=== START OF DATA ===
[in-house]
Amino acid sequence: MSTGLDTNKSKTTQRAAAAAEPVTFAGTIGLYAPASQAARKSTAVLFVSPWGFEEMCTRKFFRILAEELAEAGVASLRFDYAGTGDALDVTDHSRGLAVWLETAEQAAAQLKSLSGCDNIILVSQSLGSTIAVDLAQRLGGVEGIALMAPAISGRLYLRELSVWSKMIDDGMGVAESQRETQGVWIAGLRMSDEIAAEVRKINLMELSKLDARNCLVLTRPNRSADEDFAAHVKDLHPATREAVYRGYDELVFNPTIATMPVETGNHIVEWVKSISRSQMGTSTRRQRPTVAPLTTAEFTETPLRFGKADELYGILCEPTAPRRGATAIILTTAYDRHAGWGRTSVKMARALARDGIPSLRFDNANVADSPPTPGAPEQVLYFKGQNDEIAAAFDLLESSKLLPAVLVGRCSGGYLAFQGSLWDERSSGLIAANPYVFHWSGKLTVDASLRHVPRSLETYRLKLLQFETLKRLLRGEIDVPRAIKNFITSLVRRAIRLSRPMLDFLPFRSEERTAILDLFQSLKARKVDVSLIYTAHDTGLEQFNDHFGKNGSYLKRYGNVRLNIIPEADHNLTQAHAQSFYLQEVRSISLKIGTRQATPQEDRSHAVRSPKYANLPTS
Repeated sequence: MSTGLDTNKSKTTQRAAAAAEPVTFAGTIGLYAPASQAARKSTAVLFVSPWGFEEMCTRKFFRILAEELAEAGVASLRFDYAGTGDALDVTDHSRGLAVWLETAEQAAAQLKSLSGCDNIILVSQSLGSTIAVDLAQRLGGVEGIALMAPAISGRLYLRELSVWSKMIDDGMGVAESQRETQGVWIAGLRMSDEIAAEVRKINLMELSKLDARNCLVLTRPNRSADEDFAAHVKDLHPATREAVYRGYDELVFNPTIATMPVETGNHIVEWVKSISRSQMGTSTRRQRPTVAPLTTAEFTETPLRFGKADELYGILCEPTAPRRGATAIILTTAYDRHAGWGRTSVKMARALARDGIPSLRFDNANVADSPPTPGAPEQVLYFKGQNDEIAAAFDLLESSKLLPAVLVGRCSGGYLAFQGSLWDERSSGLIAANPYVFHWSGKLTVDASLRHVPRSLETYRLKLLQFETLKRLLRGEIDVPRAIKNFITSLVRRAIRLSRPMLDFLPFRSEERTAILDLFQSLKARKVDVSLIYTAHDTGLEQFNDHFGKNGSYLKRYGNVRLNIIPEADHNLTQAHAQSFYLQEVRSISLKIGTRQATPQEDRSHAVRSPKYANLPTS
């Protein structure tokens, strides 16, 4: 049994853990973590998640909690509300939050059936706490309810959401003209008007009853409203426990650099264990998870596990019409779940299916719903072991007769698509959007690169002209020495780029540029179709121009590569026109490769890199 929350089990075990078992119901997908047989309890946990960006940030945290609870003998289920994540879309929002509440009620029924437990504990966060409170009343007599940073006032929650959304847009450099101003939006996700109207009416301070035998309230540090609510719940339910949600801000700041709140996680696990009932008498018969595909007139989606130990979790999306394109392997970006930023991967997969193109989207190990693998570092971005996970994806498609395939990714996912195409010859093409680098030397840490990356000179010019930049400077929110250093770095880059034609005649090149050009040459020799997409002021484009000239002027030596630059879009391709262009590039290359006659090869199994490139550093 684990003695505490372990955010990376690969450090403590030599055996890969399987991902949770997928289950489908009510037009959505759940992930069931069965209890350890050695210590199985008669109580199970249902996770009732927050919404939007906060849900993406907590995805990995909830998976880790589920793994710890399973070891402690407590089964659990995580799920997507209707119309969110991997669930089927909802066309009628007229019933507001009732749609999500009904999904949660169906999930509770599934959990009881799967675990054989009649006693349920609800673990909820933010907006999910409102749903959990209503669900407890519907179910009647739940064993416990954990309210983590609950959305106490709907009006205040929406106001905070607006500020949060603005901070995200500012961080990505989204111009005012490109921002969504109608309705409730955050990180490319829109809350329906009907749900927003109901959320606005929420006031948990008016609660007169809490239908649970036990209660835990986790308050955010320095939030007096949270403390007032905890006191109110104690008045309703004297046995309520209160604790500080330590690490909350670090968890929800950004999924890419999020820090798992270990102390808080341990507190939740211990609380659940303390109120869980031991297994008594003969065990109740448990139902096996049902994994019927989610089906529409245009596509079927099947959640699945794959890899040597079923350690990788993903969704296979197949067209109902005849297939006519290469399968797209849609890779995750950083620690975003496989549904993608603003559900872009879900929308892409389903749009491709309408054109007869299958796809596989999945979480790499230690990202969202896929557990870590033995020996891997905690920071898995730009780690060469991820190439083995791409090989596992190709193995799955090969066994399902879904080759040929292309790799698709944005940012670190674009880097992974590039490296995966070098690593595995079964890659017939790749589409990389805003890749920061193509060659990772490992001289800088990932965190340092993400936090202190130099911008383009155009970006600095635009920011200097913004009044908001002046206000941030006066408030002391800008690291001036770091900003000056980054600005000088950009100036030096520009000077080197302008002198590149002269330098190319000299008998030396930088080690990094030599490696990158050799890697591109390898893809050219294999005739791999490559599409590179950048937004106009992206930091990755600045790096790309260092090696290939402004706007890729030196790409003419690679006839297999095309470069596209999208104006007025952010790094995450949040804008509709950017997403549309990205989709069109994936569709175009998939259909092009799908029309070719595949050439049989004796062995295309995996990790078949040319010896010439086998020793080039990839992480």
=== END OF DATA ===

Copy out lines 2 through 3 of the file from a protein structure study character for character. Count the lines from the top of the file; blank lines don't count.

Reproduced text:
Amino acid sequence: MSTGLDTNKSKTTQRAAAAAEPVTFAGTIGLYAPASQAARKSTAVLFVSPWGFEEMCTRKFFRILAEELAEAGVASLRFDYAGTGDALDVTDHSRGLAVWLETAEQAAAQLKSLSGCDNIILVSQSLGSTIAVDLAQRLGGVEGIALMAPAISGRLYLRELSVWSKMIDDGMGVAESQRETQGVWIAGLRMSDEIAAEVRKINLMELSKLDARNCLVLTRPNRSADEDFAAHVKDLHPATREAVYRGYDELVFNPTIATMPVETGNHIVEWVKSISRSQMGTSTRRQRPTVAPLTTAEFTETPLRFGKADELYGILCEPTAPRRGATAIILTTAYDRHAGWGRTSVKMARALARDGIPSLRFDNANVADSPPTPGAPEQVLYFKGQNDEIAAAFDLLESSKLLPAVLVGRCSGGYLAFQGSLWDERSSGLIAANPYVFHWSGKLTVDASLRHVPRSLETYRLKLLQFETLKRLLRGEIDVPRAIKNFITSLVRRAIRLSRPMLDFLPFRSEERTAILDLFQSLKARKVDVSLIYTAHDTGLEQFNDHFGKNGSYLKRYGNVRLNIIPEADHNLTQAHAQSFYLQEVRSISLKIGTRQATPQEDRSHAVRSPKYANLPTS
Repeated sequence: MSTGLDTNKSKTTQRAAAAAEPVTFAGTIGLYAPASQAARKSTAVLFVSPWGFEEMCTRKFFRILAEELAEAGVASLRFDYAGTGDALDVTDHSRGLAVWLETAEQAAAQLKSLSGCDNIILVSQSLGSTIAVDLAQRLGGVEGIALMAPAISGRLYLRELSVWSKMIDDGMGVAESQRETQGVWIAGLRMSDEIAAEVRKINLMELSKLDARNCLVLTRPNRSADEDFAAHVKDLHPATREAVYRGYDELVFNPTIATMPVETGNHIVEWVKSISRSQMGTSTRRQRPTVAPLTTAEFTETPLRFGKADELYGILCEPTAPRRGATAIILTTAYDRHAGWGRTSVKMARALARDGIPSLRFDNANVADSPPTPGAPEQVLYFKGQNDEIAAAFDLLESSKLLPAVLVGRCSGGYLAFQGSLWDERSSGLIAANPYVFHWSGKLTVDASLRHVPRSLETYRLKLLQFETLKRLLRGEIDVPRAIKNFITSLVRRAIRLSRPMLDFLPFRSEERTAILDLFQSLKARKVDVSLIYTAHDTGLEQFNDHFGKNGSYLKRYGNVRLNIIPEADHNLTQAHAQSFYLQEVRSISLKIGTRQATPQEDRSHAVRSPKYANLPTS